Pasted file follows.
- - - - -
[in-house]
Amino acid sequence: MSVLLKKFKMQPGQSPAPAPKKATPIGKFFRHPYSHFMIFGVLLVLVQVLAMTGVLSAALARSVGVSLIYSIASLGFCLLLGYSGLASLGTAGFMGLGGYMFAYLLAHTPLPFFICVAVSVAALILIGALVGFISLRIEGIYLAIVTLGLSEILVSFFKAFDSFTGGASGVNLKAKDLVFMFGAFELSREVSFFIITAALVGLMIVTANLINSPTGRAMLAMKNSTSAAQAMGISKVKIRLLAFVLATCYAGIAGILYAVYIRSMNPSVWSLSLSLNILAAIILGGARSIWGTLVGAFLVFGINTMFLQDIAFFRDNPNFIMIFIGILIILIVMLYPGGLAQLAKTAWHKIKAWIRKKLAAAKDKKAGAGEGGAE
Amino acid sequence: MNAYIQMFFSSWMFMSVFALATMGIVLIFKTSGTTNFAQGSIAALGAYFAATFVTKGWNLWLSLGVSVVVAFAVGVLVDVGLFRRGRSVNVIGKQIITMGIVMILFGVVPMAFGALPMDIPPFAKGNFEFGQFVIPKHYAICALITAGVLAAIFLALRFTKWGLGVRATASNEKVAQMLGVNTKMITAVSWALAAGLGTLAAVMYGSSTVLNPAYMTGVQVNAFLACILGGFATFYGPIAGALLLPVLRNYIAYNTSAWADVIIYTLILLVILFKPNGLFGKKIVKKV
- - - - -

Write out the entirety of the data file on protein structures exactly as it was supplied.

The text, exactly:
[in-house]
Amino acid sequence: MSVLLKKFKMQPGQSPAPAPKKATPIGKFFRHPYSHFMIFGVLLVLVQVLAMTGVLSAALARSVGVSLIYSIASLGFCLLLGYSGLASLGTAGFMGLGGYMFAYLLAHTPLPFFICVAVSVAALILIGALVGFISLRIEGIYLAIVTLGLSEILVSFFKAFDSFTGGASGVNLKAKDLVFMFGAFELSREVSFFIITAALVGLMIVTANLINSPTGRAMLAMKNSTSAAQAMGISKVKIRLLAFVLATCYAGIAGILYAVYIRSMNPSVWSLSLSLNILAAIILGGARSIWGTLVGAFLVFGINTMFLQDIAFFRDNPNFIMIFIGILIILIVMLYPGGLAQLAKTAWHKIKAWIRKKLAAAKDKKAGAGEGGAE
Amino acid sequence: MNAYIQMFFSSWMFMSVFALATMGIVLIFKTSGTTNFAQGSIAALGAYFAATFVTKGWNLWLSLGVSVVVAFAVGVLVDVGLFRRGRSVNVIGKQIITMGIVMILFGVVPMAFGALPMDIPPFAKGNFEFGQFVIPKHYAICALITAGVLAAIFLALRFTKWGLGVRATASNEKVAQMLGVNTKMITAVSWALAAGLGTLAAVMYGSSTVLNPAYMTGVQVNAFLACILGGFATFYGPIAGALLLPVLRNYIAYNTSAWADVIIYTLILLVILFKPNGLFGKKIVKKV